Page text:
Amazon Flex drivers, who deliver packages for the e-commerce giant have long suspected that the company surveils their private Facebook groups, where workers share frustrations, advice, and jokes about their work—and sometimes, criticize the company for their working conditions.
On Tuesday, Motherboard published internal documents, reports, and an online tool confirming their suspicions. The files show that for years Amazon has meticulously tracked Amazon Flex drivers in dozens of closed Facebook groups across the United States, the United Kingdom, and Spain. Amazon corporate employees receive regular reports detailing the posts of its gig workers on Facebook, according to the files left online and viewed by Motherboard. Among other concerns, the tool monitors "planning for any strike or protest against Amazon."
After the Motherboard article was published, Amazon promised to discontinue its social media monitoring program, saying the "approach didn't meet [their] standards," and promising to stop "aggregating information from closed groups."
Motherboard reached out to drivers in the closed Facebook groups listed on Amazon's "social media monitoring list," and asked what it was like to learn they were being watched.
Many admins of private Amazon Flex driver Facebook groups were not surprised to learn that Amazon had planted spies with corporate ties in their groups, but worried that drivers could not speak freely about their working conditions, and said it was inappropriate for the company to intercept plans for protests and other forms of resistance.
The admin of a large Facebook group in Chicago, who wished to remain anonymous, wrote to Motherboard in Facebook Messenger that he has serious concerns about the company using surveillance to hamper protests and dissent.
"As a driver myself, I can say that Amazon Flex drivers are being undervalued by the company, and I assumed we've been watched, to prevent drivers protests and sabotage… that's why I don't post much," he said. "[The] general opinion is that we are watched to prevent any mass resistance, which could bother Amazon.”
Erick Sabando, an admin of the private Facebook group "AMAZON-FLEX DRIVERS' LOUNGE- Phoenix, AZ," which has 2,100 members, said he has also always suspected that Amazon placed moles in his Facebook group to surveil workers.
"It’s always been speculation and we haven’t really been able to prove anything despite context clues and weird coincidences," Sabando wrote to Motherboard on Facebook Messenger. "A few years [ago] [people] would happily post their routes and how fast they’d get them done because of their hustle. Then slowly we started noticing [Amazon] giving us routes that would take us further and further…with more volume until we finally were getting sent to remote towns that were an hour or more away and with literally no paved roads. [People's] cars were getting damaged from rough terrain because of low clearance among other things. [People] definitely have stopped 'bragging' about how quick they could finish their routes because of the speculation of warehouse spies in the group."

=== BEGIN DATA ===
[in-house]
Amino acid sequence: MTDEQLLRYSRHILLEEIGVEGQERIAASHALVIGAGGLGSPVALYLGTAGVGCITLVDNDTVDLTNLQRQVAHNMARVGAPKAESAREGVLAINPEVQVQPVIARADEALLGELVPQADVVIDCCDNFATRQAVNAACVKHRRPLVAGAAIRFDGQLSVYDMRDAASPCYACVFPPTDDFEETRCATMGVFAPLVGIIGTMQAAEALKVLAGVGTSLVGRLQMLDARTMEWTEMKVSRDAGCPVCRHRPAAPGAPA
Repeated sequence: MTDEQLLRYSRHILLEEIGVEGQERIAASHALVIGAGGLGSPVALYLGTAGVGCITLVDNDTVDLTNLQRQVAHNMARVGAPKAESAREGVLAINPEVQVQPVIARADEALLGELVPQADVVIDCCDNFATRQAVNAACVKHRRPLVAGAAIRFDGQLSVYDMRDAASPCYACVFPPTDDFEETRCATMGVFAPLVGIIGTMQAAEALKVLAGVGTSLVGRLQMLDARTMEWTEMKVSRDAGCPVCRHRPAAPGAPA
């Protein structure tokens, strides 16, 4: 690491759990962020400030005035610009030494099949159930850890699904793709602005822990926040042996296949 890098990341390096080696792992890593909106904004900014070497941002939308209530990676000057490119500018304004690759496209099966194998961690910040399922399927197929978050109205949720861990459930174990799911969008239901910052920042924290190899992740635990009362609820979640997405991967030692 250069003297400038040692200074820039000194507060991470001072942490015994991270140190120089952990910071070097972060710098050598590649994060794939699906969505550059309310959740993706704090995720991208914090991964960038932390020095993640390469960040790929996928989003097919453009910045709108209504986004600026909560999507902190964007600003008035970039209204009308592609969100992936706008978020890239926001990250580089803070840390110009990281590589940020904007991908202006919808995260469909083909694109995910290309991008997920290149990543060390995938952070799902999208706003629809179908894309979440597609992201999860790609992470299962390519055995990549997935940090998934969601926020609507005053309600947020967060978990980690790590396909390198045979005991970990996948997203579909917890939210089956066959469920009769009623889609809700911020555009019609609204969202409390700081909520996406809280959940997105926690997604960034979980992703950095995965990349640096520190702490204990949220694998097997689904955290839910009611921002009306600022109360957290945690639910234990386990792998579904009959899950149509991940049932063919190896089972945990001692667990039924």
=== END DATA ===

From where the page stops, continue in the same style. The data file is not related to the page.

Another Amazon Flex driver who is the admin of a private national Facebook group for Amazon Flex drivers with tens of thousands of members said he was aware that Amazon had planted corporate employees in his Facebook group, he had even accepted them into his group, hoping they'd listen to workers' concerns.
"I can assure you that Amazon staff members are in that group. I could see it on their Facebook profiles and I'm the one who approved their entry," said the admin.
He feels that Amazon has wasted its time surveilling workers on social media rather than addressing what he says are serious problems with the platform, such as wrongful deactivations and bots.
"Many people in the group are scared," he continued. "They still say what they want to say, but they’re cautious. Others say whatever they want. The fact they know people are looking makes them want to say lots of stuff."
"I'm more concerned about them not addressing wrongful deactivations. They spend all this time spying on us, but don't address our main complaints," he continued. "Some people rely on this money to pay their rent."
For a company with a strong anti-union bent and a high level of surveillance in its warehouses and delivery trucks, perhaps it's not shocking to learn that Amazon also surveils its gig workers. On Tuesday, in a now removed job listing, the company solicited analysts who could monitor among other sensitive issues, "labor organizing threats against the company." In April, Business Insider revealed that Amazon-owned Whole Foods used a heat map to track stores that could be at risk of unionization, by measuring factors including "team member sentiment" and "store risks." Since the start of the pandemic Amazon has fired three warehouse workers who organized for safer working conditions during the pandemic.